In total, ADEQ estimates that development along 93 percent of all miles of streams in Arizona won’t be regulated and 98% of all types of Clean Water Act permits now being issued won’t be needed in the future.

Those facts were among the reasons that Arizona Public Service opposed the state takeover, it said in a letter to the department.

“With the scope of the program set to be reduced so significantly, there will likewise be a significant reduction in the number of permits issued, which will therefore drastically reduce the funding for the program,” wrote Eric Massey, the utility’s environmental policy director, and a former ADEQ official. “It would be very disappointing to see ADEQ spend the time, money and effort to assume the program, only to have the program be unable to support itself.”

Other criticisms of the state proposal raised in letters to ADEQ included:

  • Utilities, the Pima County Regional Transit Authority and numerous county governments took issue with the fact that they would face steep fees for applying for state Clean Water Act permits, whereas they pay no or much smaller fees to the federal government today. The new fees would cover the annual, $2.5 million cost to administer the program, including the hiring of 10 employees to run it, ADEQ has said.
  • The state takeover proposal would eliminate the Army Corps’ standard review that determines whether or not a proposed permit is in the public interest. That “public interest review” is an integral part of public participation for the Corps’ permits, said the Salt River-Pima Maricopa Indian Community’s letter to ADEQ.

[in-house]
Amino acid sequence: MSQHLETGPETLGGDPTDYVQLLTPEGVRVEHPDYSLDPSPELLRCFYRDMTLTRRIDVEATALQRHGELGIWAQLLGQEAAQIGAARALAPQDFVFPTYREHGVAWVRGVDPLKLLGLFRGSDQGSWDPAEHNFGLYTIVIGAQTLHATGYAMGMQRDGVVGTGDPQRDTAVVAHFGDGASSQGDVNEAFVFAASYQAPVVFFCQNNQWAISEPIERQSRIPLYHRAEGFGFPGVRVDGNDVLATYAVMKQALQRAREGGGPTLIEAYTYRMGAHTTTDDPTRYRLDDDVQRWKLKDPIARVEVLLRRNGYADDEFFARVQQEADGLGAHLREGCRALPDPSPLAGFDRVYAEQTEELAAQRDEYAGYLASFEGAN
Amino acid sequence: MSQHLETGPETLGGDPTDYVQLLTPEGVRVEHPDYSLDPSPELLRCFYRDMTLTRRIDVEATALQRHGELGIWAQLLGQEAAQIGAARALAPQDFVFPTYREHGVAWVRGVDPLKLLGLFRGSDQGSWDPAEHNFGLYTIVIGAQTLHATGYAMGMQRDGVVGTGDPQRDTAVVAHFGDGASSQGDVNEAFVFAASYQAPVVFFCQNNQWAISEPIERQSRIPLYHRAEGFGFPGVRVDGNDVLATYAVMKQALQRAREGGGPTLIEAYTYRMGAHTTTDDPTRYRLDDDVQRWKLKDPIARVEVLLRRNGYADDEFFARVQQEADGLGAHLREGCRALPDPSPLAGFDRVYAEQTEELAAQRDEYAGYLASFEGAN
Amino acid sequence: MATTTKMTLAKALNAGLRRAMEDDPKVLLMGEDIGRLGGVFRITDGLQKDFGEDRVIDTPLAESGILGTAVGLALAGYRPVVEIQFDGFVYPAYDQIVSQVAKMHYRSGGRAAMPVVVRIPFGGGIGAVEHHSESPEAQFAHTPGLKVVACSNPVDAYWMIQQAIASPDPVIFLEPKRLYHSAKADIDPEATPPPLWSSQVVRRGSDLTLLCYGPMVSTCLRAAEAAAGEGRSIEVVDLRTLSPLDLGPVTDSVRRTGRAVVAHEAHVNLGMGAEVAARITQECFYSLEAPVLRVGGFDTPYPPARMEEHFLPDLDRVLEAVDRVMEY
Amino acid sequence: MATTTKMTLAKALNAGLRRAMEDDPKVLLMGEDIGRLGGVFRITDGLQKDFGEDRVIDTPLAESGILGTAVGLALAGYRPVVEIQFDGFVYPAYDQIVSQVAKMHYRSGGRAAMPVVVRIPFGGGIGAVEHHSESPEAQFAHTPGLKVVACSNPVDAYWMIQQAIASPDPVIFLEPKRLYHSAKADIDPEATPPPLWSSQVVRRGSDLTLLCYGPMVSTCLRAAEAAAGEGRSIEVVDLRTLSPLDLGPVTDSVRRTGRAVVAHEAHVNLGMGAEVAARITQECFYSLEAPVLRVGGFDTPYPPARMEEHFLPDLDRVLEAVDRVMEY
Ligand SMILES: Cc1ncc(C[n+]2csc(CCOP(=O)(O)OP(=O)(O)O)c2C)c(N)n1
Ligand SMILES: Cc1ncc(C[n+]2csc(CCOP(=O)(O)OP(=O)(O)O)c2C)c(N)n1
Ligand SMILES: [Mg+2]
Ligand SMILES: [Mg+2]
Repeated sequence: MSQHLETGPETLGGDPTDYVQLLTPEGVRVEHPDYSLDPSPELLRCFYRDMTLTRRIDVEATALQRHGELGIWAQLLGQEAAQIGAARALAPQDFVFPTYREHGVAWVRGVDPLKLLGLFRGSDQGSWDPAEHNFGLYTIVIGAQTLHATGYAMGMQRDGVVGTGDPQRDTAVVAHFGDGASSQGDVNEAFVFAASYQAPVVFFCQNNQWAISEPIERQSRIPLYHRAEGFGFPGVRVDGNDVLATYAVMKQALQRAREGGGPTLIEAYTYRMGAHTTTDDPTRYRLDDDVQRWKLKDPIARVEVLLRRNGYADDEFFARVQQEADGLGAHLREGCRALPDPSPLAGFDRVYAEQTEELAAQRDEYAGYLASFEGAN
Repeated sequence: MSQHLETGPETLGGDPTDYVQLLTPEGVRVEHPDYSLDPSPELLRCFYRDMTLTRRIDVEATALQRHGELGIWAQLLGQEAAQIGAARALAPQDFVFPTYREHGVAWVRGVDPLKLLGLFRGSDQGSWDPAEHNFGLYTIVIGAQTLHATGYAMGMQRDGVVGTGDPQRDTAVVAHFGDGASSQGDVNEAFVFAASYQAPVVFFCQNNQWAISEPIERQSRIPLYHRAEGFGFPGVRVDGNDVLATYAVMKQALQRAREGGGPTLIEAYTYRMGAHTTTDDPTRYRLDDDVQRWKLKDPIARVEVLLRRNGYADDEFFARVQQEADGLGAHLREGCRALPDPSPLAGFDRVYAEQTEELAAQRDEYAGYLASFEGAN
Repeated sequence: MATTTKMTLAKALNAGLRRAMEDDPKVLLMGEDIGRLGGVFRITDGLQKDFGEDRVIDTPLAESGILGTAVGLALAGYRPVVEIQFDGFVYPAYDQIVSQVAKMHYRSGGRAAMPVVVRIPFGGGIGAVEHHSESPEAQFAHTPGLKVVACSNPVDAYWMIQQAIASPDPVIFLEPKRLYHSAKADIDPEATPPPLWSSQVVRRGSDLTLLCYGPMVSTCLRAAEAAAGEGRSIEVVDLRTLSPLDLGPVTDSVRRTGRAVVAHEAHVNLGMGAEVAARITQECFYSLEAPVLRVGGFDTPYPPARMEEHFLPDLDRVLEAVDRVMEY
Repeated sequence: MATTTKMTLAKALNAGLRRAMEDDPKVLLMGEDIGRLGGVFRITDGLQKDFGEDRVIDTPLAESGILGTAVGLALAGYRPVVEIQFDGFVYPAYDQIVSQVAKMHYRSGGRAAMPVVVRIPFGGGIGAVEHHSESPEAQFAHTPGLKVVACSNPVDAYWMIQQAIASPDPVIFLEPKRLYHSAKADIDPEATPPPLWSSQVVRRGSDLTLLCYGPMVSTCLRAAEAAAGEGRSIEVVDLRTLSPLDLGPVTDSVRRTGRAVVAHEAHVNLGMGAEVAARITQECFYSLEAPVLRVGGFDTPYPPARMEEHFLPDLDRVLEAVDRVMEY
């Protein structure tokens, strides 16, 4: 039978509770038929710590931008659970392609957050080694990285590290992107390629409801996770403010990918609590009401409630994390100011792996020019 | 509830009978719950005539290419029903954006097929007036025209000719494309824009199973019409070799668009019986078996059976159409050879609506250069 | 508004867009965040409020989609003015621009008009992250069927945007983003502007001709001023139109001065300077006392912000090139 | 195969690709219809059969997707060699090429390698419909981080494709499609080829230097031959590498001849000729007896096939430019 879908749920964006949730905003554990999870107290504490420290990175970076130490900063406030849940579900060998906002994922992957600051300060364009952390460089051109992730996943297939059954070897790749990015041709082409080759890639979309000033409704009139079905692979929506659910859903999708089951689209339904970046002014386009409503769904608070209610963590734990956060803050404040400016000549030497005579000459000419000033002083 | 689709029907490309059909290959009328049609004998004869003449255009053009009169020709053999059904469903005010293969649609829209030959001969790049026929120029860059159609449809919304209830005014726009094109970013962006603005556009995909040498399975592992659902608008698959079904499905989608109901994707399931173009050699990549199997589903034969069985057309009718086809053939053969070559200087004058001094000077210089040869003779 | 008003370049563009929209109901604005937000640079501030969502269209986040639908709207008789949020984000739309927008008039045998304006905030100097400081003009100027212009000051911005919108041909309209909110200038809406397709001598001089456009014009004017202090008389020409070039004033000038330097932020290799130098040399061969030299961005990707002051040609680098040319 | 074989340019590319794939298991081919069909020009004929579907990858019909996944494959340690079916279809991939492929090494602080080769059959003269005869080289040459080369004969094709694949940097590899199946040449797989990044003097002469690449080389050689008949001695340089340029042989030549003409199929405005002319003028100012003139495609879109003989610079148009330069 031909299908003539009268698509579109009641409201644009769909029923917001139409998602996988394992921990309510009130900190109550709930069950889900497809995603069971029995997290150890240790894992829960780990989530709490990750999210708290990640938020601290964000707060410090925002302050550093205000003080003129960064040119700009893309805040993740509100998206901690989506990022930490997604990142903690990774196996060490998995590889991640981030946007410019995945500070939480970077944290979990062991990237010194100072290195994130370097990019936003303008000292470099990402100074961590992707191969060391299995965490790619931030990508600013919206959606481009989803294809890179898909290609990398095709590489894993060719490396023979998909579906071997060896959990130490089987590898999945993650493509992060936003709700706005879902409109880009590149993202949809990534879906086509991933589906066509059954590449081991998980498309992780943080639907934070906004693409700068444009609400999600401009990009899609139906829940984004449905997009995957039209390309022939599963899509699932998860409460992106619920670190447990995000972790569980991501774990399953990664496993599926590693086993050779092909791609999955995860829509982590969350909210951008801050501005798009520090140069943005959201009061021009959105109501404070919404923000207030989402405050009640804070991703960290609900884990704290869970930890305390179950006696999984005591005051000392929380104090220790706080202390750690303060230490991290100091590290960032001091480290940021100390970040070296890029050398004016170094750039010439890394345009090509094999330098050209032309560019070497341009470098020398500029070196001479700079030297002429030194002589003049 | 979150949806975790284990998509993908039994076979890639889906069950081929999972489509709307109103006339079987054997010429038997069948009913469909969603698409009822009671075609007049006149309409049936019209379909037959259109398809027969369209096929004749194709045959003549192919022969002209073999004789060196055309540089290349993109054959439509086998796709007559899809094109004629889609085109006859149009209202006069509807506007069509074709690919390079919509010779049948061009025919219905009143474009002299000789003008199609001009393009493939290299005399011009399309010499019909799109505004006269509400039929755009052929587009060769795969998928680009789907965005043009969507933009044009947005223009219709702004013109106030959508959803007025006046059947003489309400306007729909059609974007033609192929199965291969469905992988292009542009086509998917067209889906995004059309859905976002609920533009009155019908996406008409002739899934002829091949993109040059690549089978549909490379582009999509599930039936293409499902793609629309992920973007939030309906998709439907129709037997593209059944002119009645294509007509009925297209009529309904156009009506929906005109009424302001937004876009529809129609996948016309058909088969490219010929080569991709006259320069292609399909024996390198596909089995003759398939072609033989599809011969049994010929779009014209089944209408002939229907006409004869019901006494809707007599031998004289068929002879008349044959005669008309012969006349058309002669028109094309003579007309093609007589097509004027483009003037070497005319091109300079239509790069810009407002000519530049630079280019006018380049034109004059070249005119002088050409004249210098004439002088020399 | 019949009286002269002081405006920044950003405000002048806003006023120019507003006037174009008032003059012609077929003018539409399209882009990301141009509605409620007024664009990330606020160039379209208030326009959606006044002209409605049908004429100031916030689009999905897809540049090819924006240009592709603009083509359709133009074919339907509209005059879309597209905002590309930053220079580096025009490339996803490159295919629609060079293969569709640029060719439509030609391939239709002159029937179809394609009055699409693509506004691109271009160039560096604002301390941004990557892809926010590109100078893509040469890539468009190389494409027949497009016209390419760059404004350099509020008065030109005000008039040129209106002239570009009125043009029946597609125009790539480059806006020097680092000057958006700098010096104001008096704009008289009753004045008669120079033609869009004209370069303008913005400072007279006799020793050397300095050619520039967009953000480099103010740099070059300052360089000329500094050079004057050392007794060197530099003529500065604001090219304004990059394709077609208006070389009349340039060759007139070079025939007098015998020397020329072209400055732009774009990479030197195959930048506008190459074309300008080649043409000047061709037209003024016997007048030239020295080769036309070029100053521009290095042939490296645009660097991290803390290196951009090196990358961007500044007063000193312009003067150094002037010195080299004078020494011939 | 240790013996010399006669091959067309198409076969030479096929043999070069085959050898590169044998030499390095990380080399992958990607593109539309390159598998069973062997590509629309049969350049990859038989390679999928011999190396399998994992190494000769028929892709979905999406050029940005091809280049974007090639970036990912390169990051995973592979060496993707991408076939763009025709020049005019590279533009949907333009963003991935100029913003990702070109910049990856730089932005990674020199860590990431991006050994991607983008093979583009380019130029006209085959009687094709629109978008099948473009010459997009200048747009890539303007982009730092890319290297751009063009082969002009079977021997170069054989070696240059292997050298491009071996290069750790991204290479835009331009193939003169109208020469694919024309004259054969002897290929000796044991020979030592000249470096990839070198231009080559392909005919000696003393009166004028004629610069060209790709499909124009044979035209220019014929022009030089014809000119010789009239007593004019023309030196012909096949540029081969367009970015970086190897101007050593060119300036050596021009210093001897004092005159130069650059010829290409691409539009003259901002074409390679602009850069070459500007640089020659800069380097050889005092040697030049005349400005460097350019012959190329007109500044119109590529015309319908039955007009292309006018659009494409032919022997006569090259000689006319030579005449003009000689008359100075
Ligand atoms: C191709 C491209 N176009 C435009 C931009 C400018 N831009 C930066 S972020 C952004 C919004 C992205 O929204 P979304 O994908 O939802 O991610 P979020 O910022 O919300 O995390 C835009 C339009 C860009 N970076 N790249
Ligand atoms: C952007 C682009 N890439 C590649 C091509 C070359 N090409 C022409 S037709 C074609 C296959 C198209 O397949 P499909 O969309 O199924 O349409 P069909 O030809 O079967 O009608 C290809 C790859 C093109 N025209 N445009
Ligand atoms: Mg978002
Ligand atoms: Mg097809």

• The state program would lack the protection of cultural and historical resources that’s required under the federal permitting program, said the San Carlos Apache Tribe’s letter to ADEQ.
  • In proposing the state takeover, ADEQ said it would speed the review of proposed permits compared to federal reviews, whose lengthy timetables for permit approvals have regularly drawn the ire of developers, mining companies and other applicants.

But some parties commenting on the state takeover were skeptical that the state could actually move that much faster than the feds, while others said that emphasizing speed would come at the expense of insuring adequate environmental protection.

  • A coalition of 15 environmental groups said the state agency lacks the technical expertise to run such a program compared to that of the Army Corps. They’re also concerned that endangered species wouldn’t get the same protection under a state program as they do under the federal program, although ADEQ promised the protections would be the same. Similarly, they complained that the state program would offer no protection under the National Environmental Policy Act, which is considered during federal permitting.
  • Environmentalists and other critics also questioned the state’s heavy reliance on permit fees as a source of money to run the program, and said that would tend to bias ADEQ in favor of permit applicants who supply the fees. “It is human nature to be particularly responsive to someone who is paying the bill,” wrote Farmers Investment Co., the Sahuarita-based pecan growers.

Contact reporter Tony Davis at or 806-7746.